By Greg Gelpi
The University of Georgia School of Law bestowed a law degree posthumously to Lovejoy High School graduate Tara Louise Baker Tuesday.
Baker, who would have graduated from the law school last spring, was killed three years ago, a day before her 24th birthday, near the UGA campus in Athens.
"It's bittersweet now in that we're receiving it, not her," Lindsay Baker, her father, said. "She'll never practice law."
Virginia Baker, her mother, called it bittersweet as well, adding that it is also "painful."
"I'm delighted so many in the community remember after all this time," Virginia Baker said. "I feel very good toward the school. They showed they do care, but they can't do anything to investigate."
Lindsay Baker held his wife as a black veil was removed from the diploma.
"On her tombstone we've even had the scales of justice carved into her stone because she believed in justice," Virginia Baker said. "We've got to find out who did this."
The mother has expressed anger with the Athens-Clarke Police Department for failure to keep the family informed on the investigation.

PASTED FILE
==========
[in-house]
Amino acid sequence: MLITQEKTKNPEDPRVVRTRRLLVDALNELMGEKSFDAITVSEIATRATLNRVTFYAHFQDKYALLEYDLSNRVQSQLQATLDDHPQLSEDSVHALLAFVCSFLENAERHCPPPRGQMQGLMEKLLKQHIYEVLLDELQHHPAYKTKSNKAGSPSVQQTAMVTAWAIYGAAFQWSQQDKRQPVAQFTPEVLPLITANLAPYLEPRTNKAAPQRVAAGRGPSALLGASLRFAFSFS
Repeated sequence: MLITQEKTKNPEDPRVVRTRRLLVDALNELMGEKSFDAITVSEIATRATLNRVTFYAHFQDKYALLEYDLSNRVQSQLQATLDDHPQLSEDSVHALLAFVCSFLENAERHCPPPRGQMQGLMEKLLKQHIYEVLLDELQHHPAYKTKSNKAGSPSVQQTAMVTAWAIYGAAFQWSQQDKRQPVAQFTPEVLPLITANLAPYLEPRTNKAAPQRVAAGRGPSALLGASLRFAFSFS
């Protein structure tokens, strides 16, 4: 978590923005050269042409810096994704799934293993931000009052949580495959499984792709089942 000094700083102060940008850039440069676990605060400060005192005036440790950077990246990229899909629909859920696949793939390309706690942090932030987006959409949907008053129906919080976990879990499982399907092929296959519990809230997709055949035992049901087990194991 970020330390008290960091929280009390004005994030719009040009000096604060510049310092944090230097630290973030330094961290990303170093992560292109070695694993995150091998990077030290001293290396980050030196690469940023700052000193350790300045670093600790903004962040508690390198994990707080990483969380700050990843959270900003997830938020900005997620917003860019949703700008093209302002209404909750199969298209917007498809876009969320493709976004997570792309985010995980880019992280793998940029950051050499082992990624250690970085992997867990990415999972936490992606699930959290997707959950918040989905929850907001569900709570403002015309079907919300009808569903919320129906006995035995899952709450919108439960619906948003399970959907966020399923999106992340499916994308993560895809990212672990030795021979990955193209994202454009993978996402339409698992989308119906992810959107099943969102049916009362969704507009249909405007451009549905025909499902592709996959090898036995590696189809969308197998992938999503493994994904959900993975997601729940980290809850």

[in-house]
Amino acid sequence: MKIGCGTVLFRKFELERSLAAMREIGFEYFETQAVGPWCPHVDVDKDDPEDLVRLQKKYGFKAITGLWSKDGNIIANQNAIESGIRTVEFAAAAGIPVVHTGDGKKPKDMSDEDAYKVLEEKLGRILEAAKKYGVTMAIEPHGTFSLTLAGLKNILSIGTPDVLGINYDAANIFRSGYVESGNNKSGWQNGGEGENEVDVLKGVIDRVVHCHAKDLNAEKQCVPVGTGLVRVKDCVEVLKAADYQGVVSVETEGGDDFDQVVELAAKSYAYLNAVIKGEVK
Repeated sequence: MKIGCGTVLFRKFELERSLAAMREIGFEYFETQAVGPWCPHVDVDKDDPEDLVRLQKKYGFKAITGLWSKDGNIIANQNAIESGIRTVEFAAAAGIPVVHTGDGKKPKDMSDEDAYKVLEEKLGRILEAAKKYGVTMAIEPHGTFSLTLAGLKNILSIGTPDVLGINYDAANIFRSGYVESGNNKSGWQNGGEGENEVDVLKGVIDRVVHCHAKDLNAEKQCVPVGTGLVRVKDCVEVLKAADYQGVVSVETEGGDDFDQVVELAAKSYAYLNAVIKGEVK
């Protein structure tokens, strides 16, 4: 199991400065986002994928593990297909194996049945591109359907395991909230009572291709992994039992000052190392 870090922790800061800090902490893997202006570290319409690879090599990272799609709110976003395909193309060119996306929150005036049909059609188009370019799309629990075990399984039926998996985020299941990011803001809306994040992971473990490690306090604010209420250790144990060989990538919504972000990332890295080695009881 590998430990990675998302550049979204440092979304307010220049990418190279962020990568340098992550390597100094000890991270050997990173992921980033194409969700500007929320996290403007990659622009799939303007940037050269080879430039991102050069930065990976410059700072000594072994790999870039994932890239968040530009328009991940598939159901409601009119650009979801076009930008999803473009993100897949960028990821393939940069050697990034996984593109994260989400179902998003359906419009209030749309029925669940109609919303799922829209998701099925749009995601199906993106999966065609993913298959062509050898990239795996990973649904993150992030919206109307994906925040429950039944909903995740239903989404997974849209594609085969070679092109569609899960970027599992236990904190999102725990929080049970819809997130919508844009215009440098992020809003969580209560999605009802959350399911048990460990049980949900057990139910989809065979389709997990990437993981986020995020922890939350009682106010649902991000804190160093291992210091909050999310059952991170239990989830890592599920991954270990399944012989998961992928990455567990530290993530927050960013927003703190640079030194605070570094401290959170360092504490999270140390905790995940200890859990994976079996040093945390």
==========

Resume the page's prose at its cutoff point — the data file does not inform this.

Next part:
The memorial ceremony was sponsored by Safe Campuses Now, an Athens-based organization designed to increase student awareness of crime and prevent campus criminal activity, Keith Sims, executive director of Safe Campuses Now, said.
She called the memorial a "celebration of her life."
As part of her studies at Georgia College & State University, Tara Baker interned with Forest Park attorney Jack Hancock.
"Tara was a vibrant young lady," Hancock said. "She had a tremendous outgoing personality. She was very intelligent, but also had a tremendous desire to know more."
Hancock spoke at Tara Baker's funeral and at the ceremony awarding the law degree Tuesday afternoon.
"She was one of the most special people that as a parent you would like your children to be like her," he said. "To help other people is why she chose that career path. You could really tell what kind of person she was when she walked through the door."
She stayed on to work with Hancock for more than a year before attending the UGA law school.
Although her slaying hasn't been solved by police, the Athens-Clarke Police Department said foul play was involved four days after finding her body in her Athens home.
Police said a fire was set to destroy evidence of her killing.
The investigation is ongoing, although phone calls with leads have slowed down, Public Information Assistant Hilda Sorrow of the Athens-Clark Police Department said. She added that there was "nothing new to report" on the case.
A $27,000 reward is being offered in the case. Anyone with information on Tara Baker's death should call police at (706) 613-3330.
Tara Baker would have turned 27 Tuesday.
The Associated Press contributed to this article.